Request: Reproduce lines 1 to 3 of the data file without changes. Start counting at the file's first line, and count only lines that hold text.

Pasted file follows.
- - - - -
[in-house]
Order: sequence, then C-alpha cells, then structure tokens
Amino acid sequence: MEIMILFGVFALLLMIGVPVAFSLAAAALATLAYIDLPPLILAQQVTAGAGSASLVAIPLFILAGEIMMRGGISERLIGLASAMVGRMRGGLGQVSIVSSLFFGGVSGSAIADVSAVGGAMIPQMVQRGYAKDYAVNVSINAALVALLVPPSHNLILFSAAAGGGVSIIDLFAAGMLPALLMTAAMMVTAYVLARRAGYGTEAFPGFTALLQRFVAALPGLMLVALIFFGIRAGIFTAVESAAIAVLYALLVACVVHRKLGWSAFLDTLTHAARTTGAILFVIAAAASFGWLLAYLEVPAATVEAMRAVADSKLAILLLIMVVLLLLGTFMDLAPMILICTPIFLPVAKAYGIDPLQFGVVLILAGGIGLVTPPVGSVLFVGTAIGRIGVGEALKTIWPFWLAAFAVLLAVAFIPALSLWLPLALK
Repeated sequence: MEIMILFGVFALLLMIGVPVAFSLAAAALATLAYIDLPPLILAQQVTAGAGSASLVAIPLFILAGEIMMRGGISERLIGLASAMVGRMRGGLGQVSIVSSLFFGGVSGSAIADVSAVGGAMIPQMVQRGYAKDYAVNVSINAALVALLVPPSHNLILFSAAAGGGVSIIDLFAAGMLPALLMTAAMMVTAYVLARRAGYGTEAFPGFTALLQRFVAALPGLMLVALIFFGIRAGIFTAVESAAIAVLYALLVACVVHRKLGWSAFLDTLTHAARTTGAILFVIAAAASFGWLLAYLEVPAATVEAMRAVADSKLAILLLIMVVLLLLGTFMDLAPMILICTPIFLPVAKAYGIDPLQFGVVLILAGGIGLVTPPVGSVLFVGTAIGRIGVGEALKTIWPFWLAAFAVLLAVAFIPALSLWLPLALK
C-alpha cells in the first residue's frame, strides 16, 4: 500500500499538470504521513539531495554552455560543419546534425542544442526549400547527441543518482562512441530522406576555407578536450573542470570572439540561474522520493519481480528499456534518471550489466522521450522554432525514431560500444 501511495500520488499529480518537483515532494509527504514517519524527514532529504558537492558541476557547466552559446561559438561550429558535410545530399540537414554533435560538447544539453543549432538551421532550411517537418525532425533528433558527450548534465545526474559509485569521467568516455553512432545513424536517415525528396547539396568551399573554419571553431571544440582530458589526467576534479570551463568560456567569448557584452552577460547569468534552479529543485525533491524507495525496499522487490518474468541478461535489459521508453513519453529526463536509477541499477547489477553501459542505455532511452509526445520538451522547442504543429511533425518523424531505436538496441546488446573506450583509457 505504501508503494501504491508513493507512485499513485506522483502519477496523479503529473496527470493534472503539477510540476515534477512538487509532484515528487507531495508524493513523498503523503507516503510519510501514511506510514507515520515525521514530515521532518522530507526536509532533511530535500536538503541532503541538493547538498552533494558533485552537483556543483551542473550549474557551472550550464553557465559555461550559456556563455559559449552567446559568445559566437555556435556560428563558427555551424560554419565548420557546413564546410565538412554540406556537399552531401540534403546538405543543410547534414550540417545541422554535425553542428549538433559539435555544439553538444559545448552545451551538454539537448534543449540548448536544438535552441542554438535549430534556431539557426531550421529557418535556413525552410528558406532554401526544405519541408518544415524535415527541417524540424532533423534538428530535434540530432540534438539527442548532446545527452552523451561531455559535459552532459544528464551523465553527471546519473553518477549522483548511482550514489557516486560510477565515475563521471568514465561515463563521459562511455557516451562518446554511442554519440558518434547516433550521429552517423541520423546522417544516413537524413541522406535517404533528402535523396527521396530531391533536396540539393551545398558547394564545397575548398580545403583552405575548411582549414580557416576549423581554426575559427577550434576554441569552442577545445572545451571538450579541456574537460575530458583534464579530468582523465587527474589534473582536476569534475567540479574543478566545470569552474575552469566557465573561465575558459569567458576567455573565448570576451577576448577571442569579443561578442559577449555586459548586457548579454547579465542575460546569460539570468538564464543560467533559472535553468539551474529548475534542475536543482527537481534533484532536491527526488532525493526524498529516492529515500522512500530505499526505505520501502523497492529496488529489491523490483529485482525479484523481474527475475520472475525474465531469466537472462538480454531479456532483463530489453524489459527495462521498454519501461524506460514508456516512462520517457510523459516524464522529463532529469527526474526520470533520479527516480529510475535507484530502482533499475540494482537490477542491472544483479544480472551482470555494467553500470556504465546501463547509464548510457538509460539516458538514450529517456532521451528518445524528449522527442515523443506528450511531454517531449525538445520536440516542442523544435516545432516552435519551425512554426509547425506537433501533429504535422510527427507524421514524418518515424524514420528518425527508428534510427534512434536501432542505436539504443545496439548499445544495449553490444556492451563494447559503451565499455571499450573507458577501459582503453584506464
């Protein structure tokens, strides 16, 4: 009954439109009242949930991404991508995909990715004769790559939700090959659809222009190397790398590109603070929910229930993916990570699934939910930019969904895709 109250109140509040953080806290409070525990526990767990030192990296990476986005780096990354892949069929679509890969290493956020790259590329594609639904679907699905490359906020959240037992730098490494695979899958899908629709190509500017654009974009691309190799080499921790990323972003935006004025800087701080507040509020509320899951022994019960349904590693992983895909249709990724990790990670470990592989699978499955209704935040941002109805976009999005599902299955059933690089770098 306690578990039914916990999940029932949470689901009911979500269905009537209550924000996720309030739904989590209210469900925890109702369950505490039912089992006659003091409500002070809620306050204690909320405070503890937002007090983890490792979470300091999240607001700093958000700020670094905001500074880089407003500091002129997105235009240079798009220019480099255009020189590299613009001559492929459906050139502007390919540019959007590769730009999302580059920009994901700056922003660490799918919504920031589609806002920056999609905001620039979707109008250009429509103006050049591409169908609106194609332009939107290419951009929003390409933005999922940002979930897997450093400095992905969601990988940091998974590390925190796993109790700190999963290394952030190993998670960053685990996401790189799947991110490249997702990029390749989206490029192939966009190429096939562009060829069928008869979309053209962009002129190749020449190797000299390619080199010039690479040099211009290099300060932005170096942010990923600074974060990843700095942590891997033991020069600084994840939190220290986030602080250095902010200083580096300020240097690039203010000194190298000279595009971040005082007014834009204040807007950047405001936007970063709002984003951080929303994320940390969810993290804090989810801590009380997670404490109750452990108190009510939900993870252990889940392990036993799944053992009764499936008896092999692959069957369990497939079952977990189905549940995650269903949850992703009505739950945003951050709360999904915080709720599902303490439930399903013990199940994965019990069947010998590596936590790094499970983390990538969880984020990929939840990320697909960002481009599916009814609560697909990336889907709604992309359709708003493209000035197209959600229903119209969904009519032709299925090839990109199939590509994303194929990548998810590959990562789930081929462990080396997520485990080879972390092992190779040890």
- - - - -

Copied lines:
[in-house]
Order: sequence, then C-alpha cells, then structure tokens
Amino acid sequence: MEIMILFGVFALLLMIGVPVAFSLAAAALATLAYIDLPPLILAQQVTAGAGSASLVAIPLFILAGEIMMRGGISERLIGLASAMVGRMRGGLGQVSIVSSLFFGGVSGSAIADVSAVGGAMIPQMVQRGYAKDYAVNVSINAALVALLVPPSHNLILFSAAAGGGVSIIDLFAAGMLPALLMTAAMMVTAYVLARRAGYGTEAFPGFTALLQRFVAALPGLMLVALIFFGIRAGIFTAVESAAIAVLYALLVACVVHRKLGWSAFLDTLTHAARTTGAILFVIAAAASFGWLLAYLEVPAATVEAMRAVADSKLAILLLIMVVLLLLGTFMDLAPMILICTPIFLPVAKAYGIDPLQFGVVLILAGGIGLVTPPVGSVLFVGTAIGRIGVGEALKTIWPFWLAAFAVLLAVAFIPALSLWLPLALK